Ancestor WorshipThis Essays Ancestor Worship and other 60,000+ term papers, college essay examples and free essays are available now on ReviewEssays.com
Autor: reviewessays • November 10, 2010 • 906 Words (4 Pages) • 348 Views
Ancestor Worship: ATR
It is vital in ATR to celebrate the ancestors of the African people: "Abundant life is realized through ancestral communion. The ancestors link individuals in a clan with the visible and invisible world. (kauta,47). It clearly plays a major role in the religious belief systems and acts as tool to commemorate its' own history. It is easier to understand the African's take on ancestor worship by further understanding there view on death.
Unlike the western world, where death is a time when many fear, the Africans view it as a celebration and a beginning step towards ancestor worship. As an Irish catholic, I don't necessarily fear death; however, it is in my nature to understand that the dead, are actually deceased, and no longer living. They have passed onto another form of being, and are no longer in our immediate life. In other words, it is easier for believers of ATR to accept death as part of life. This belief only applies however, to death of old age. It is a "dignified" death, whereas the death at an early age is seen as a curse. The exception for this rule is when a young person dies in a war.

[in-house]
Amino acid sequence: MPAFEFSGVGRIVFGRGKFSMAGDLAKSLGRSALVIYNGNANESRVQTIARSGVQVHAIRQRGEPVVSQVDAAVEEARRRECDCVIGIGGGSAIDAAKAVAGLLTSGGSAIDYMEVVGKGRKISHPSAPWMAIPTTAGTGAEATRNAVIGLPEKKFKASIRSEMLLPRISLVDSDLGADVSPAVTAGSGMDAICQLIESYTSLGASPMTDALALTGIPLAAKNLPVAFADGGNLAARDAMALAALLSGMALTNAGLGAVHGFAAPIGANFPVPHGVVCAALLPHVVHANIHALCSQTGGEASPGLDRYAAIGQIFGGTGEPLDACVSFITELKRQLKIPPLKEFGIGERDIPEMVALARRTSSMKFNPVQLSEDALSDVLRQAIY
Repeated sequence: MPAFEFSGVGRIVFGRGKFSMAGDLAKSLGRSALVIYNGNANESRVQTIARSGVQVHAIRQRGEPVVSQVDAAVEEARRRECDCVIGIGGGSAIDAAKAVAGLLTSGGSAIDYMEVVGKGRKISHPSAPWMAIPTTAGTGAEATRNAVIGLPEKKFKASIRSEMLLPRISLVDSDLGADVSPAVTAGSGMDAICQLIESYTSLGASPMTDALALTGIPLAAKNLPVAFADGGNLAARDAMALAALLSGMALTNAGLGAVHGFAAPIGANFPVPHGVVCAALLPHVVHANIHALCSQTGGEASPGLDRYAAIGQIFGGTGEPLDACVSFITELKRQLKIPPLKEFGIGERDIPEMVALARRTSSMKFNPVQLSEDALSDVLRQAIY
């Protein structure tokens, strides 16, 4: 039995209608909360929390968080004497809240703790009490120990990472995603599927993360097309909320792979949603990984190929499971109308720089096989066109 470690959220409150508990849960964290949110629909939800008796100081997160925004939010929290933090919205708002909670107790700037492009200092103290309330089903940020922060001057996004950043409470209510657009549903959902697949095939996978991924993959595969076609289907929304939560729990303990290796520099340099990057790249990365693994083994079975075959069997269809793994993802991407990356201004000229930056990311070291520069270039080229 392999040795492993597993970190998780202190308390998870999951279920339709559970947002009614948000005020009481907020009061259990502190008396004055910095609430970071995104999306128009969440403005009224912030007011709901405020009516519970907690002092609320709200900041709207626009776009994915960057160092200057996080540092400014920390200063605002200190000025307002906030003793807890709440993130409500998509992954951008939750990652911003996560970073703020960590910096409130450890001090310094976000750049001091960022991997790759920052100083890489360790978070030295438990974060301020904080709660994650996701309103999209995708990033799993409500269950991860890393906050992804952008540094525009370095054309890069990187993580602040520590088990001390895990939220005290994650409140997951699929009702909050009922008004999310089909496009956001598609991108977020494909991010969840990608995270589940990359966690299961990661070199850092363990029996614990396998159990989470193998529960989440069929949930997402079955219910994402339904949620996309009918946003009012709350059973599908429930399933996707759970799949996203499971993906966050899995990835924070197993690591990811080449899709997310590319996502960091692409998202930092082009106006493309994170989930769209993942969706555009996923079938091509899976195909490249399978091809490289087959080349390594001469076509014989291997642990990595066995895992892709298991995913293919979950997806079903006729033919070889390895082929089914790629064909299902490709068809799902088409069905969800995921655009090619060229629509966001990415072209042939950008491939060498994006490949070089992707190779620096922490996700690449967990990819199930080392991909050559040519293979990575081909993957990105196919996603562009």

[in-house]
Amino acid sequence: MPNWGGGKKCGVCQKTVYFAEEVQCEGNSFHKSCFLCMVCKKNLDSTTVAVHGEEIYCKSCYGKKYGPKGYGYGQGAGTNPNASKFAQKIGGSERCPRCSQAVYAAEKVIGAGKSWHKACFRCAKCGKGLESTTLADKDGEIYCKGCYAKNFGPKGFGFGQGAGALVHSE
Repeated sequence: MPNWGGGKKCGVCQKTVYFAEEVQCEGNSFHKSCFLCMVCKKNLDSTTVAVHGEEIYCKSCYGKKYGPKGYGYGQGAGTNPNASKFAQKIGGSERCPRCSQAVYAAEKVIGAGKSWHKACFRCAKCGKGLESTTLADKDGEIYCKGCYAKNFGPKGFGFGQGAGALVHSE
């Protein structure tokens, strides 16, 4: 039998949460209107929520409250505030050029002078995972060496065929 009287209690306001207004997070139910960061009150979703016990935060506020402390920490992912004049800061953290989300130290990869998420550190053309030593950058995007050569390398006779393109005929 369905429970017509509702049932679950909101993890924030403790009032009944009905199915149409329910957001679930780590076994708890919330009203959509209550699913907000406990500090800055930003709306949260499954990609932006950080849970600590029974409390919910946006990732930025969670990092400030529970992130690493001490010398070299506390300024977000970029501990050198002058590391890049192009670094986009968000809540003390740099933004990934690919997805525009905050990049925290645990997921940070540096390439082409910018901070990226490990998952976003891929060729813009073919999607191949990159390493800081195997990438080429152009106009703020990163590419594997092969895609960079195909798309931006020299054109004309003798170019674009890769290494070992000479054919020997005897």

The idea that people who have passed away, are actually still alive, can be supported by the belief of Living-dead and Dead- dead. These two types of "dead" serve as a way to separate into two groups: the deceased and ancestors. Living-dead are those who have been dead for less than 200 years and were regarded as moral, positive people. These people are adored ancestors because they are fresh in the minds of the people, and have created a legacy that is positive in every way. The admiration from younger generations allows the living dead to be titled as ancestors. The dead-dead are those that have died over 200 years ago, or were known as criminals, witches, and/or immoral people. They are not considered ancestors.
The importance of ancestors, or living dead, in African traditional religion should not be overlooked. The living believe that ancestors have a special bond with the supreme being. Therefore, the easiest way the living can reach this Supreme Being, is by sustaining a relationship with their ancestors. This is the ultimate reason for such a fondness of the living dead: they are the link between living and Supreme Being. The living, do not however, maintain this relationship without effort. They must keep a good ancestral relationship. Additionally, and perhaps more importantly, the newly deceased have a lot of pressure on them to become ancestors. "We should point out, however, that not all the dead are ancestors. It is only the living dead who qualify. (kauta,48)" In other word, they have to earn it, and it is not easy. Different tribes have various ways to practice their ancestor worship.
The Dogon tribe, of Mali, believes that at death the intelligent soul escapes to rejoin the shadow soul/ancestor soul. Also, after death one must travel what they describe as a "journey to afterlife." The living perform a dance wearing masks in an effort to frighten